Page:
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Jens Voigt's final pro bike – complete with 'shut up legs' mantra
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Lance Armstrong (RadioShack) bid farewell to the international peloton.
American's legacy to cycling "enormous" but "doubtful"
Two important events occurred this week in the cycling world: 2010 Tour de France winner Alberto Contador was cleared of doping charges by the Spanish cycling federation, and seven-time Tour victor Lance Armstrong announced his definitive retirement from the sport. While the first news made major headlines even in non-cycling-related publications, the second merely echoed through the cycling media as a side-story.
One of the reasons for this was that Armstrong's retirement "2.0" - the second time after a come-back in late 2008 - had been expected and planned for a while. And even if the news on Contador's doping case somewhat monopolised media attention, reactions to Armstrong's decision finally came, and all emphasized the high impact Armstrong has had on cycling, promoting the sport unlike any other rider.
"His contribution to cycling has been enormous, from both the sporting point of view and his personality. All sports need global icons and he has become a global icon for cycling," UCI president Pat McQuaid told AP. "The sport of cycling has a lot to be thankful for because of Lance Armstrong."
USA Cycling chief executive officer Steve Johnson agreed. "Lance has obviously had an amazing impact on the sport. He helped put the sport on the radar screen of millions of Americans and earned fans around the globe. His legacy is certain to have a lasting effect on the continued growth of cycling."
Nonetheless, Armstrong's career was coloured by ongoing doping allegations, which have become ever more persistent and pronounced with the recent investigation into his years on the US Postal team by federal investigator Jeff Novitzky. With the outcome pending, the precise nature of Armstrong's legacy is in question - another reason why the news of his retirement has not made much noise.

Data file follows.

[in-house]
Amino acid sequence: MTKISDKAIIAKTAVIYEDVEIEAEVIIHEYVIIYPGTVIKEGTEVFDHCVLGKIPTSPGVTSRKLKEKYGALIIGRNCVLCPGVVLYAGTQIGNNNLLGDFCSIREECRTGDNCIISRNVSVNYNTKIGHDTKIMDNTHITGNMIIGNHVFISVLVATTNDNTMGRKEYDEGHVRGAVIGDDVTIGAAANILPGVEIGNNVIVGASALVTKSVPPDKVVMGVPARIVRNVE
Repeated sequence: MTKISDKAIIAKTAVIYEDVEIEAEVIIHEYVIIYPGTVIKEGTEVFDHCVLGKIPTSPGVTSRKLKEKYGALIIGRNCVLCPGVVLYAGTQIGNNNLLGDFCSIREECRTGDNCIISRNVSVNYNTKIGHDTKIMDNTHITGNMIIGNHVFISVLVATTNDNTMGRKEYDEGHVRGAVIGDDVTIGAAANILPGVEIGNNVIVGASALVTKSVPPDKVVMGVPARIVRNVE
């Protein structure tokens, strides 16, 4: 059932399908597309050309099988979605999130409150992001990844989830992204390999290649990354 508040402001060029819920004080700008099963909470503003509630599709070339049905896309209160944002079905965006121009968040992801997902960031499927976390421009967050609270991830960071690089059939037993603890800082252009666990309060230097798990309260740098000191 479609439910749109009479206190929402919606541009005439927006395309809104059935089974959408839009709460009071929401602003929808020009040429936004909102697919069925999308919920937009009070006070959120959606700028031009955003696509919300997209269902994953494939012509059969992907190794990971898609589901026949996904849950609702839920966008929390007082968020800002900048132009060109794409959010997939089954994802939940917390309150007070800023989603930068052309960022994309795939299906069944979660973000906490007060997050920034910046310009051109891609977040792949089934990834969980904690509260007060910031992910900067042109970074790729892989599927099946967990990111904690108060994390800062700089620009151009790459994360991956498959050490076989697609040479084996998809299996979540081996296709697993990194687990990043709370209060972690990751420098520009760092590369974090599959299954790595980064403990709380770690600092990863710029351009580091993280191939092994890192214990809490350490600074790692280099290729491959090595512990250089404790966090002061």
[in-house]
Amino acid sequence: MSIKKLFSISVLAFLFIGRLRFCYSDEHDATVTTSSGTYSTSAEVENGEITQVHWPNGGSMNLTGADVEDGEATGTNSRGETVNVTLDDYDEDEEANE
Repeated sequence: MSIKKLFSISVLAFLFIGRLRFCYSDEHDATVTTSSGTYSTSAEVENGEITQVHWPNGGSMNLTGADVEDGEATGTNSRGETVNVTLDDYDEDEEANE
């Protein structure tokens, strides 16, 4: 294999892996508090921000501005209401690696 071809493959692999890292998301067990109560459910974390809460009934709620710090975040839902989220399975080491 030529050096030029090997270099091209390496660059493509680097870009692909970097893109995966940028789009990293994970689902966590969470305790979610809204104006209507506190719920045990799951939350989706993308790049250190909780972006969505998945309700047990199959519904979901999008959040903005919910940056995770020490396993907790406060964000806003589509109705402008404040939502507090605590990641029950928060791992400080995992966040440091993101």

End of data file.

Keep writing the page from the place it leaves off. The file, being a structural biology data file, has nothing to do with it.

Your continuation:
Cédric Vasseur, who was with Armstrong at US Postal in 2000 and 2001, also had had praise for his former team-mate but told Cyclingnews that "it is difficult to appreciate his heritage as long as he is subject to controversy. But all the cycling specialists are unanimous in saying that his achievements deserve respect and I also do. To win seven Tours in a row - nobody did that before him, not even the great Eddy Merckx who is considered as the greatest cyclist of all time."
Vasseur also noted that Armstrong, on top of his performances on the road, grew to become an icon and that this caused resentment through jealousy. "He brought cycling a lot, whether that was media attention or his way of preparing for races," Vasseur continued. "It's no coincidence that audience figures exploded when he came back. We are talking about a real star more than a sportsman. I think that in time, we will come to realise his legacy better, even if a constant doubt overshadows the results he's obtained. The problem is that in cycling, the winner is envied - especially if he wins a lot - and it's easier to support the second-placed rider. Just think of Poulidor..."
Another great sportsman retired this week with Brazilian football star Ronaldo also ending his playing career. Vasseur said that cycling as a sport did not get the same media attention as football, partly because of a lack of credibility due to the sport's continued anti-doping efforts.
"I think Lance is also the victim of the issues professional cycling is dealing with. Riders are not viewed as champions anymore, but they are suspected and hunted like criminals. It's clear that if Armstrong had been a footballer, they would have rolled out the red carpet for him as they did with Ronaldo this week.
"We need to make cycling credible again, to the media and the general public, in order to hail the qualities of a champion like Armstrong for their true worth."